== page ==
What to Expect as the Biggest Tax Law Change in over 30 Years Takes Effect
The Tax Cuts and Jobs Act (“TCJA”) was signed into law on December 22, 2017. This legislation introduces significant changes to taxation of your 2018 income, and is the biggest change in over 30 years. The TCJA redefines self-employment income, using a new concept called Qualified Business Income (“QBI”). Personal exemptions have been eliminated, tax brackets have changed, tax rates are lower throughout the new brackets, child credits have been enhanced, and itemized deductions were thoroughly overhauled. Other changes are included as well.
The State of Minnesota has not enacted a conformity bill with the TCJA. The calculation of taxable income in Minnesota for 2018 will rely on the rules in place for the 2016 tax year.
Due to the numerous changes in place for 2018, our fees for preparing your returns will increase. We will confirm your 2018 tax preparation fee when we receive your file.
Thank you for your business and we look forward to working with you once again.
Federal vs. State differences
Minnesota taxpayers will file a tax return with several major differences when compared to the 2018 Federal return, including the differences in itemized deduction rules. The Qualified Business Income deduction is completely excluded from tax year 2018 Minnesota returns. Personal exemptions will be calculated using the rules in place for 2016 returns. A total of 38 Federal-to-Minnesota differences are in play for 2018.
Other states have different level of compliance with, and differences from, the changes in the TCJA.
To properly manage the differences in the State and Federal returns for 2018, we’ll likely need additional information from you.
How will the changes to Itemized Deductions affect you?
Itemized deductions are expenses and expenditures, commonly called “write-offs”, that are subtracted from Adjusted Gross Income and which lower your taxable income. In prior years, we would gather information about your qualifying expenses – for medical expenses, mortgage interest, income and property taxes paid, charitable donations, brokerage fees paid, unreimbursed work expenses and a host of others – and summarize them on Schedule A. In choosing either itemized deductions, or the standard deduction, we would prepare the returns as if all clients would itemize, and then select the larger of the itemized or the standard deduction. In this way the maximum benefit for each client, based on the details of their situation, ensures that the lowest allowable taxable income – and tax – is calculated.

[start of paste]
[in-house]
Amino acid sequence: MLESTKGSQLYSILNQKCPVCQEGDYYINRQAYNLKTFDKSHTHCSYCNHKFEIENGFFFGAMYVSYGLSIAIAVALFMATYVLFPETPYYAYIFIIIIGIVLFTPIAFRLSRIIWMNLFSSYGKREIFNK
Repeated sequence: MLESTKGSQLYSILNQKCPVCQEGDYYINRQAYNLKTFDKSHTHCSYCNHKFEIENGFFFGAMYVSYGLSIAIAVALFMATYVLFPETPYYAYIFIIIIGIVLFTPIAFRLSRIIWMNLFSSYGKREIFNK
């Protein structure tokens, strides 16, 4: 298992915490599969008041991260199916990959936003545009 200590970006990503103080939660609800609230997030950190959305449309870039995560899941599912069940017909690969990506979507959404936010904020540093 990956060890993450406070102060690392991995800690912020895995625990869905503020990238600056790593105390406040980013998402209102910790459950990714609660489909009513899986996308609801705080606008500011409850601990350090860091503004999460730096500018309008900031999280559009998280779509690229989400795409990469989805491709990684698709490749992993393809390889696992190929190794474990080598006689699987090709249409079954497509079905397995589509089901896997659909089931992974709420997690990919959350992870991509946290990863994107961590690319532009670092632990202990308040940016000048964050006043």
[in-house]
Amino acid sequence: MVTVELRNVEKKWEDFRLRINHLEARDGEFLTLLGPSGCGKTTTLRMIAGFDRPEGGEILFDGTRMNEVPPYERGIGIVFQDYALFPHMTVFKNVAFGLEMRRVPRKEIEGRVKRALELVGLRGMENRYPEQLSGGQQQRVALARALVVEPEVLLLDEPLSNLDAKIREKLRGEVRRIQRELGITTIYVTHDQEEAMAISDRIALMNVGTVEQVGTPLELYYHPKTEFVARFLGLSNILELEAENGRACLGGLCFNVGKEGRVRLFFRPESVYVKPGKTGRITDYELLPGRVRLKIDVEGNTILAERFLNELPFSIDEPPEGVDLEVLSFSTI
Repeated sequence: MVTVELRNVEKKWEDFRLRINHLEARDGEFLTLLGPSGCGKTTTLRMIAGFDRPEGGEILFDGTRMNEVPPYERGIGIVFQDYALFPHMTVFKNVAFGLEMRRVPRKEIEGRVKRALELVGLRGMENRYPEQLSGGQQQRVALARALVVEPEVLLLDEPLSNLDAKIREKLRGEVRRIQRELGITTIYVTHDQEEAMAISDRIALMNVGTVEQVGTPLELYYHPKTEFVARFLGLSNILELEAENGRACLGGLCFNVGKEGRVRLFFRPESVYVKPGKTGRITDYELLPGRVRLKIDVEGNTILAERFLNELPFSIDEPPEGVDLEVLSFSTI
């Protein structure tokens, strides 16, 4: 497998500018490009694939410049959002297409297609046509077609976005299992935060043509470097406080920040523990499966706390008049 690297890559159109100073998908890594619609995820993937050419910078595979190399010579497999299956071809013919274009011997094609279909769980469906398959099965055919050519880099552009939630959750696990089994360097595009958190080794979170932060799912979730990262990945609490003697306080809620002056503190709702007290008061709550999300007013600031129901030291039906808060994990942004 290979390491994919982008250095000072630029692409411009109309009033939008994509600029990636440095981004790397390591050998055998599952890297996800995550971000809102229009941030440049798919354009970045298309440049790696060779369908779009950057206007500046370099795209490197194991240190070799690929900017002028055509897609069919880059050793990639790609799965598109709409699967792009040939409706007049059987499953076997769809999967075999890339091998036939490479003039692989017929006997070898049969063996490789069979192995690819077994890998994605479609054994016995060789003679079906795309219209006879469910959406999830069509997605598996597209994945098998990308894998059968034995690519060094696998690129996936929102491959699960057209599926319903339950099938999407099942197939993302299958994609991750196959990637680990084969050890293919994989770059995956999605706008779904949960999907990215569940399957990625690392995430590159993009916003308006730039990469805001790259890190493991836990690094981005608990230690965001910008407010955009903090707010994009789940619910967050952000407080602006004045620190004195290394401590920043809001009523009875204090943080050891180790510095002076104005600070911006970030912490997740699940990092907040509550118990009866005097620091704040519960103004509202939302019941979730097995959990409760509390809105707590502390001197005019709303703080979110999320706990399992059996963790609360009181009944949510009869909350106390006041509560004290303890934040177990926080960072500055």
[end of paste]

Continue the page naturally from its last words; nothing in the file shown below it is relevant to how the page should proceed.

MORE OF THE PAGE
The TCJA markedly increases the standard deduction, while limiting many traditionally deductible expenses. Minnesota will continue to use the more generous itemized deduction rules from 2016. As such you may take the standard deduction on Form 1040, and take itemized deductions on the Minnesota return.
To allow for the most beneficial calculation of itemized deductions in your 2018 returns, please bring us all of the items that have traditionally gone into itemized deductions in the past. We’ll again calculate the lowest income and tax under these new rules.
New Mortgage Interest rules
Itemized deductions for mortgage interest paid are more restricted under the TCJA, and interest paid on home equity loans may no longer be deductible at all. We may request additional information from you to properly calculate this heavily revised deduction.
What is Qualified Business Income?
Qualified Business Income is income reported to a business owner or investor via a Schedule K1 (from your S-Corporation or Partnership), Schedule C, or Schedule E. For married taxpayers filing jointly with income of $315,000 or less, or others with income of $157,500 or less, you are eligible to exclude 20% of QBI from taxation on your Federal tax return. There is an alternate calculation based on wages paid in the business, and the fraction of wages attributable to each owner. The Qualified Business Income deduction is phased out for married taxpayers with income over $415,000 and other taxpayers with income over $207,500.
Wages paid from an S-Corporation to the owner do not qualify for treatment as QBI. Guaranteed payments to a partner also do not meet the QBI definition and also do not receive the QBI benefits.
We included a summarized checklist in your client letter. If you did not receive a client letter or if you would like the more detailed organizer sent to you, please let us know. We would be happy to provide either to you by e-mail or regular mail. Our main office number is (952) 934-8405.